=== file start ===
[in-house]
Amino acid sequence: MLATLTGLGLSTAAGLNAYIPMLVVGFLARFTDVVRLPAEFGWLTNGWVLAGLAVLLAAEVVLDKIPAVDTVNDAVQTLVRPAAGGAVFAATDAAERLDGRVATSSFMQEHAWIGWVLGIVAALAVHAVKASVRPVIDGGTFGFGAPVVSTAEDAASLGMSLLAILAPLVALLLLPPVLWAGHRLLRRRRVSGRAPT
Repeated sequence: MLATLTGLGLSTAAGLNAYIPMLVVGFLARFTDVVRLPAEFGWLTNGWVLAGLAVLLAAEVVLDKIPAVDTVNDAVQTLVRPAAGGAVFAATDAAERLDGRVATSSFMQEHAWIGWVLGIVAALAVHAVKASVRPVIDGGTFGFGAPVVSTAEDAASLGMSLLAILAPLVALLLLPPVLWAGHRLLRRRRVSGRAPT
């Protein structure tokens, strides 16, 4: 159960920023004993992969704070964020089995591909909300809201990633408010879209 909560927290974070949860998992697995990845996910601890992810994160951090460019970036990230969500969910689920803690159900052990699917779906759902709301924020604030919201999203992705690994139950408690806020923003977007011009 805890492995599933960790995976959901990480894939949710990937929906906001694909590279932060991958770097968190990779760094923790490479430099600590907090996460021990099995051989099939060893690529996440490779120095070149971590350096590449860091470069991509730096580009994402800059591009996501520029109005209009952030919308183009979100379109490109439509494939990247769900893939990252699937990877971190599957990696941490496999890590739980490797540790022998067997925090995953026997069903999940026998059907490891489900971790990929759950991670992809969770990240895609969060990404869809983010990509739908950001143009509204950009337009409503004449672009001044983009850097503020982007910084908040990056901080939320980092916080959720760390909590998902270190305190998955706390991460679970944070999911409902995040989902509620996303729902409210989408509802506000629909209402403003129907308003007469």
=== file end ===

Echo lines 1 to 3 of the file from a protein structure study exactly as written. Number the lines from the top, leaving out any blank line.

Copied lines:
[in-house]
Amino acid sequence: MLATLTGLGLSTAAGLNAYIPMLVVGFLARFTDVVRLPAEFGWLTNGWVLAGLAVLLAAEVVLDKIPAVDTVNDAVQTLVRPAAGGAVFAATDAAERLDGRVATSSFMQEHAWIGWVLGIVAALAVHAVKASVRPVIDGGTFGFGAPVVSTAEDAASLGMSLLAILAPLVALLLLPPVLWAGHRLLRRRRVSGRAPT
Repeated sequence: MLATLTGLGLSTAAGLNAYIPMLVVGFLARFTDVVRLPAEFGWLTNGWVLAGLAVLLAAEVVLDKIPAVDTVNDAVQTLVRPAAGGAVFAATDAAERLDGRVATSSFMQEHAWIGWVLGIVAALAVHAVKASVRPVIDGGTFGFGAPVVSTAEDAASLGMSLLAILAPLVALLLLPPVLWAGHRLLRRRRVSGRAPT